I knew it was time to harvest the garlic because the tops started to yellow a lot, like this picture above. Last year, I waited until the leaves were a lot more yellow, and I had a hard time finding all the garlic. Waiting so long, the tops had deteriorated a lot more and I couldn't tell where the bulbs were under the ground. About a month ago, I removed the seed and stem part of the garlic plant, called the scape. There are basically two kinds of garlic, hardneck and softneck, and hardneck is the type that makes a scape. All my garlic is hardneck this year...I would like to grow some softneck garlic though too, because that is the kind that you can braid and hang up in your kitchen. Hardneck garlic doesn't store as long as softneck garlic, they say, but mine did just fine last year. You can see a post showing the garlic scapes here. Cutting off the scapes makes the bulbs grow much bigger because they don't have to put so much energy into making their seed head.
I've found that the best way to get the garlic out is to use a large tined fork. I step down on the fork a few inches back from where I think the clove is, and lift it up, to loosen the ground up. If you have cultivated your soil well in the fall, when you planted the garlic, it shouldn't be too hard to loosen it up now. Then, since you didn't wait too long to harvest your garlic (smile), you can reach down and gently pull the garlic bulb loose from the dirt.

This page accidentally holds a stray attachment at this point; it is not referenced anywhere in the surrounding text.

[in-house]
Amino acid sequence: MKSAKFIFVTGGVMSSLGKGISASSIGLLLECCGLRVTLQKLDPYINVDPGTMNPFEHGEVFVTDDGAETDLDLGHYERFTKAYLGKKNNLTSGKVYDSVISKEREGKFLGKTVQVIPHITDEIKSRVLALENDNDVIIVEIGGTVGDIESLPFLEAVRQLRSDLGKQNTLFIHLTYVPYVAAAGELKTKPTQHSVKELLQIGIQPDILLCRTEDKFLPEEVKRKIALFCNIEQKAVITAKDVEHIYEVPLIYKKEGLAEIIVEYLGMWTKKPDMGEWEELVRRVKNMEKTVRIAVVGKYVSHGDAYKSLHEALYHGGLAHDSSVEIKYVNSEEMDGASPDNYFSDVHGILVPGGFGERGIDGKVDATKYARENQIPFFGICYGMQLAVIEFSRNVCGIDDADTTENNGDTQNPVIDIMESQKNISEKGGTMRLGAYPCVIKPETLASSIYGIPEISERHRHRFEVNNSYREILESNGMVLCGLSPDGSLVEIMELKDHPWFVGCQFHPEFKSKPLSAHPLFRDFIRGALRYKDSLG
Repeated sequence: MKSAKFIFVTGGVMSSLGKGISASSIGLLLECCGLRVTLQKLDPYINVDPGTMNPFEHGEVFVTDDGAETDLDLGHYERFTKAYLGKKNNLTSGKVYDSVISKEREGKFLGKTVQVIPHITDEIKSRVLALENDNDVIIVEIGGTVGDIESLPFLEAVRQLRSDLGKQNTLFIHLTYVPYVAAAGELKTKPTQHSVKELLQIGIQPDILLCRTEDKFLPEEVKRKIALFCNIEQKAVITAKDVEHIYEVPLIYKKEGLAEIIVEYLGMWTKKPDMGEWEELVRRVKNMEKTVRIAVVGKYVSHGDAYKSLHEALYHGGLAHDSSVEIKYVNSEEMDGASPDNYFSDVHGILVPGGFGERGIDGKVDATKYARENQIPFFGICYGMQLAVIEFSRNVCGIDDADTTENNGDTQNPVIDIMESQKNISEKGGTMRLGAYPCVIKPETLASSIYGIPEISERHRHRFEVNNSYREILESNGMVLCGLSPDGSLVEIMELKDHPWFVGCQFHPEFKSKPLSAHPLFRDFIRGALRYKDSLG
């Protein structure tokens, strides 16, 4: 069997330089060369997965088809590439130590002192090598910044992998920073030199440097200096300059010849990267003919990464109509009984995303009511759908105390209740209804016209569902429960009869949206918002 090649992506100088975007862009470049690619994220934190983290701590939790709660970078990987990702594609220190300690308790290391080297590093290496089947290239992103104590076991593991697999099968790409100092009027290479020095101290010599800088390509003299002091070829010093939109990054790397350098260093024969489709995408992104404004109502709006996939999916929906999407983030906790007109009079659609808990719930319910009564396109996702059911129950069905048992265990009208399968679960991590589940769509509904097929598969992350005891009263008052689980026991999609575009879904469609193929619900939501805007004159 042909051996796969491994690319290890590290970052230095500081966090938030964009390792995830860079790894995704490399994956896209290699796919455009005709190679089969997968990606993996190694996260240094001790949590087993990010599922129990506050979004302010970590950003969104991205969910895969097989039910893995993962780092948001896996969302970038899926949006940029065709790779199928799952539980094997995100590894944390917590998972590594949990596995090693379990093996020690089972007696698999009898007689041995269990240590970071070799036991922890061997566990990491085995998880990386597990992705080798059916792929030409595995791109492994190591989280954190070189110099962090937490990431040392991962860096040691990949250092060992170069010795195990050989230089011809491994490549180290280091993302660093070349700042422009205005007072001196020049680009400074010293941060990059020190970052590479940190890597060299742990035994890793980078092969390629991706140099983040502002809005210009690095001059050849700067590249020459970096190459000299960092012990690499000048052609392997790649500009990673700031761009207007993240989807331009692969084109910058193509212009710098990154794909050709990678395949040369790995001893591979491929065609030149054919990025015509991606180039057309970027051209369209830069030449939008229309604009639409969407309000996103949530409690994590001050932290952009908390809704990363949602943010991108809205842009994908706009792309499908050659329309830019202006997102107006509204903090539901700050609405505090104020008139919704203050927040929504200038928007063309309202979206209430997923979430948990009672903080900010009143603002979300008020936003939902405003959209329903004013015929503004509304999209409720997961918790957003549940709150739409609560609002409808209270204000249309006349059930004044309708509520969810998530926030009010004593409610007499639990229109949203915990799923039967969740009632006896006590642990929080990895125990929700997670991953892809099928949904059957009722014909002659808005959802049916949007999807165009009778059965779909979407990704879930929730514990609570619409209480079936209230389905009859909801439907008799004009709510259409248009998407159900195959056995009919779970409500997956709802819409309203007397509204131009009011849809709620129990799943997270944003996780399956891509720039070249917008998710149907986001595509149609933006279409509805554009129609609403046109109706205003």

This is a variety called Georgian Fire. Seed Savers says this one is a true 'white hot' garlic, with a pleasant heat. I can't wait to try it out. I also grew Siberian Garlic and Chesnok Red this year. Siberian is a good all purpose garlic, while chesnok is good for baking and roasting. I tried to cover all my bases.
For the time being, I put all the garlic into my barn (aka my enclosed front porch). I will leave it there for a few weeks to cure, to dry out so it will store better for as long as possible. I'm sure a lot of it will go into marinara and salsas that I will be canning later in the summer.
I'd love to hear about your garlic experiences...especially other varieties that people grow. I need to learn how to properly roast garlic without burning the heck out of it. If you like the smell of garlic, come on on over and sit on my porch...it's smelling pretty good out there about now.